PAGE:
Tech 4 Kids Inc. makes toys but was unable to play to U.S. retailers.
So T4K reached an oral agreement with Northern Group Inc., an independent sales representative with offices in the Midwest, to promote its toy products. With no T4K market share, the parties understood that Northern would have to enter “pioneering mode” because it would take years to generate sales.
The parties reach an agreement and Northern sets out creating demand
The oral agreement, reached in 2008, provided that Northern would receive a 5 percent commission on sales it procured for T4K. Not surprisingly, the parties never discussed such details as to how long the agreement would last, or what terms would apply upon termination.
Over time, Northern successfully penetrated major retailers, like Walgreens, Kmart, Fleet Farm and Shopko on behalf of T4K, and generated millions of dollars in sales. Commissions were paid to Northern only after the retailer paid T4K.
In October 2016, the toy deal broke. T4K terminated Northern over the phone, effective immediately, and offered to pay commissions for orders received through the end of the year. By October, retailers already had the holiday products they needed in stock and would not place new orders in the waning months of the year, leading Northern to reject the offer out of hand.
Northern believed it had obtained orders not only through 2017 from Walgreens, Kmart, Fleet Farm, and Shopko, but that it had already obtained commitments for orders from these retailers into 2018. Accordingly, it countered by demanding commissions on programs it already secured that were scheduled to run through 2018.
In the end, T4K paid on the few reorders that came in through 2016 and paid no commissions on orders thereafter. It also allegedly replaced Northern with a rep commissioned at a lower rate.
Believing it put T4K on the map in the U.S. and generated over $2.4 million in sales in 2017 alone, Northern was ready to challenge this unfair treatment and filed suit in federal court in Green Bay, Wis. Among its various claims were: breach of the oral contract, breach of the duty of good faith and fair dealing, recovery under the “procuring cause doctrine,” and recovery under Wisconsin’s sales rep protection statute.
Seeking to avoid going to trial on any of these claims, T4K moved for summary judgment, a procedure that enables a resolution — before a jury is even empaneled — should the court find no material dispute of facts exists and T4K is entitled to judgment as a matter of law.
Breach of contract
Northern asserted that, under the parties’ oral agreement, T4K owed commissions on the commitments to purchase it obtained pre-termination. T4K denied breaching on the grounds that it paid all commissions due before termination, and that pursuant to the parties’ agreement and their history, commissions were not due until it was paid from the retailer.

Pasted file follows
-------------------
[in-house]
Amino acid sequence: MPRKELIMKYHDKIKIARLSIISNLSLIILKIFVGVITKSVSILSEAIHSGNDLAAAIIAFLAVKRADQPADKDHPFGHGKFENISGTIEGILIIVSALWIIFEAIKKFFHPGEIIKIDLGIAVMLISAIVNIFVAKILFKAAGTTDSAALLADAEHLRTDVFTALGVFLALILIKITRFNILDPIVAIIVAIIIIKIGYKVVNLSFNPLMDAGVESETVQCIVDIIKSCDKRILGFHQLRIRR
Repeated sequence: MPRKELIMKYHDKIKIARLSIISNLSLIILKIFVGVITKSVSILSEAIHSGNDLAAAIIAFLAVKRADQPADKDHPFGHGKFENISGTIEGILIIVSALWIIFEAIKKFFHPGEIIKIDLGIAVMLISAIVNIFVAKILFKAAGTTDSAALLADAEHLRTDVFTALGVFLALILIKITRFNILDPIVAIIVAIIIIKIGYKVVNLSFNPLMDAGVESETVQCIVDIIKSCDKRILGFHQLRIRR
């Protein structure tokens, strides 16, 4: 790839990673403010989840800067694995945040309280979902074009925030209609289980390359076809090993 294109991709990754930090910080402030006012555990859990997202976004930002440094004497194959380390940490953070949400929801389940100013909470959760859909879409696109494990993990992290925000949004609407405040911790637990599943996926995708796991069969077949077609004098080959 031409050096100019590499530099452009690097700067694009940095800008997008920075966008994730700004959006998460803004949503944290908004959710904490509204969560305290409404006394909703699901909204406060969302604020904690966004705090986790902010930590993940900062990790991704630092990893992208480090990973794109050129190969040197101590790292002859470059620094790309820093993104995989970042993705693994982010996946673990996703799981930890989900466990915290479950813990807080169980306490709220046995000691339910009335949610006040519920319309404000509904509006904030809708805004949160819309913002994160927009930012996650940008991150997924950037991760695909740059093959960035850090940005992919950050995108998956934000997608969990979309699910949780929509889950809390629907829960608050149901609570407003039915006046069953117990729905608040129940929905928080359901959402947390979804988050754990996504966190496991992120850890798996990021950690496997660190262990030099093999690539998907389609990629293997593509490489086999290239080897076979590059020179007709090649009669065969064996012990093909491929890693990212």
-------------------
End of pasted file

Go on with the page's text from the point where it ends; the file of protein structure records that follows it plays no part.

Arguing for summary judgment, T4K further claimed that Northern had not procured the sales by the time of termination because the specific quantities and types of toys to be purchased were not determined. Though the retailers had committed to purchase, additional work remained.
Northern did not dispute that it was fully paid during the term of the agreement and that commissions did not become due until T4K received payment. Instead, Northern’s position was it earned commissions whenever the pre-termination commitments to purchase it obtained from Walgreens, Kmart, Fleet Farm and Shopko translated into sales. And Northern asserted that by obtaining the commitments to purchase, it had duly earned its commissions on that business.
The court easily rejected summary judgment on the contract claim, finding logically enough that just because “T4K had not previously paid commissions until the sale had been finalized does not mean that Northern Group had not completed most, if not all, of its bargained-for performance. It simply means the amount of its compensation could not be determined until payment had been made.”
Dismissing T4K’s assertion that more work remained to be done, the court ruled: “the record is not clear as to what remained to be done and how significant that work was in relation to the whole.” Thus, the jury would get to decide whether Northern had procured the relevant sales at the time of termination and whether T4K breached by failing to pay commissions.
Breach of the duty of good faith and fair dealing
Wisconsin follows the common practice of reading an implied duty of good faith and fair dealing into every contract. In the words of its highest court, the implied duty of good faith means parties to a contract cannot “do anything which will have the effect of destroying or injuring the right of the other party to receive the fruits of the contract.”